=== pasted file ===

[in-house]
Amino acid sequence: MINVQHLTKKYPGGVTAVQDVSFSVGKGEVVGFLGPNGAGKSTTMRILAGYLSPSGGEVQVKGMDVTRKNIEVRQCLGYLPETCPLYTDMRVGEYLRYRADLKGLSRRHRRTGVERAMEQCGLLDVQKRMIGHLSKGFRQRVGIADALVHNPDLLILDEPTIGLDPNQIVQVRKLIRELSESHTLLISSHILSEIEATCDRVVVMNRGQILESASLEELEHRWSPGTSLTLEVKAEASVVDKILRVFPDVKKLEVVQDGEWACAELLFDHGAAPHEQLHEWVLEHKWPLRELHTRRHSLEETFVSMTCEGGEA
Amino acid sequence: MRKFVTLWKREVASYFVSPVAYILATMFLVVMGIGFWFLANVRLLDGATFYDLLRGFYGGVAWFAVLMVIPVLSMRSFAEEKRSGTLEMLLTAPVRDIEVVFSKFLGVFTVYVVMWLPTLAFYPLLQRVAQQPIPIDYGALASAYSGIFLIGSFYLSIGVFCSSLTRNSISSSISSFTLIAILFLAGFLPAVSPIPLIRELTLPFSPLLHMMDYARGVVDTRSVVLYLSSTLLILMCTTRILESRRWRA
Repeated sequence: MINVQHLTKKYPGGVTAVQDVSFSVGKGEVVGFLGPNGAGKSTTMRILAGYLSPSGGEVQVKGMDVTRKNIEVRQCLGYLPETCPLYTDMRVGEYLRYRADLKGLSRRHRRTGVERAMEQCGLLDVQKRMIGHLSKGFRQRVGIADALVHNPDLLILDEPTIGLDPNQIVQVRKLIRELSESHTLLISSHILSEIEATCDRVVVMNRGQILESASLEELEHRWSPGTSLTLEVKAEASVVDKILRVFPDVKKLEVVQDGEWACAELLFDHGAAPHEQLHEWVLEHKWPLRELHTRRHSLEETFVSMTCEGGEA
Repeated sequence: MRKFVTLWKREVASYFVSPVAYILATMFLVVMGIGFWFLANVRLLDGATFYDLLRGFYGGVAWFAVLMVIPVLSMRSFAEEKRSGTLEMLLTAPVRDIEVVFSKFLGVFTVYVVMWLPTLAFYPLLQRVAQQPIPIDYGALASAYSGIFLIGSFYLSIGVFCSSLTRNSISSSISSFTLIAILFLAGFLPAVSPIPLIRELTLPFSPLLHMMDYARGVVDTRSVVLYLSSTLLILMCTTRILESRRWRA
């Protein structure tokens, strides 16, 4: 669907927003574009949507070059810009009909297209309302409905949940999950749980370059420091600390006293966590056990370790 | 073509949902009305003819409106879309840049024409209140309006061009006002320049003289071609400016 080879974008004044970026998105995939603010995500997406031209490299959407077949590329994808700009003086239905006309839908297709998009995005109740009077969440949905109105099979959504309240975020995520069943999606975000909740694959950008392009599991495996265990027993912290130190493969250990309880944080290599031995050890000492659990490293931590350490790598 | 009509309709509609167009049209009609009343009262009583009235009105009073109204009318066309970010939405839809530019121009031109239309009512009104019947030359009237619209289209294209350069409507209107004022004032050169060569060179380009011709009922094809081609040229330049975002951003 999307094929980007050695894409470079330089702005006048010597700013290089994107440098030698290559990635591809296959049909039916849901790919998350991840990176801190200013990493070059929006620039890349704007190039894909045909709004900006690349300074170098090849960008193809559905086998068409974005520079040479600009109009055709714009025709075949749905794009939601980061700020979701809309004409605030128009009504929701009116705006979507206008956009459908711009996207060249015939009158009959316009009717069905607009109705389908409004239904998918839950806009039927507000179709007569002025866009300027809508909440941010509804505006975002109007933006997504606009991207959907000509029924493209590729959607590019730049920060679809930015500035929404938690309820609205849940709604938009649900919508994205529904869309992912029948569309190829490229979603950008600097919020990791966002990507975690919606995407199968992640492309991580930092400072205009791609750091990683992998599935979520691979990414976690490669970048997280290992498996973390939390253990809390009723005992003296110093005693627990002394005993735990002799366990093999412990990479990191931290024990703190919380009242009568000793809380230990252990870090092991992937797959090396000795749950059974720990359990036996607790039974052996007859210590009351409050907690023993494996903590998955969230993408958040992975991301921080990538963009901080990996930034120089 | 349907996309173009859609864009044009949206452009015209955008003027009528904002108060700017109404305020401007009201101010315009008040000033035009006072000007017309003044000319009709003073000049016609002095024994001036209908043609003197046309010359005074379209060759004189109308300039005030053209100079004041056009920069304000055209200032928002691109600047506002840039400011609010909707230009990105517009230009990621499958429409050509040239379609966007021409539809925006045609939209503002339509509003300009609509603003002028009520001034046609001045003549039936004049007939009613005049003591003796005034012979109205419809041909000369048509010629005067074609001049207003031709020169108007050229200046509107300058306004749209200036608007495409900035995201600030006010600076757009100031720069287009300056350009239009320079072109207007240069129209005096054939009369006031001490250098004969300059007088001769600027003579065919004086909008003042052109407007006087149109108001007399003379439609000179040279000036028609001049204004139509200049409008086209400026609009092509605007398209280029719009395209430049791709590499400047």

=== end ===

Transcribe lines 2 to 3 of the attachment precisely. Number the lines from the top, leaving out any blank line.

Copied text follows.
Amino acid sequence: MINVQHLTKKYPGGVTAVQDVSFSVGKGEVVGFLGPNGAGKSTTMRILAGYLSPSGGEVQVKGMDVTRKNIEVRQCLGYLPETCPLYTDMRVGEYLRYRADLKGLSRRHRRTGVERAMEQCGLLDVQKRMIGHLSKGFRQRVGIADALVHNPDLLILDEPTIGLDPNQIVQVRKLIRELSESHTLLISSHILSEIEATCDRVVVMNRGQILESASLEELEHRWSPGTSLTLEVKAEASVVDKILRVFPDVKKLEVVQDGEWACAELLFDHGAAPHEQLHEWVLEHKWPLRELHTRRHSLEETFVSMTCEGGEA
Amino acid sequence: MRKFVTLWKREVASYFVSPVAYILATMFLVVMGIGFWFLANVRLLDGATFYDLLRGFYGGVAWFAVLMVIPVLSMRSFAEEKRSGTLEMLLTAPVRDIEVVFSKFLGVFTVYVVMWLPTLAFYPLLQRVAQQPIPIDYGALASAYSGIFLIGSFYLSIGVFCSSLTRNSISSSISSFTLIAILFLAGFLPAVSPIPLIRELTLPFSPLLHMMDYARGVVDTRSVVLYLSSTLLILMCTTRILESRRWRA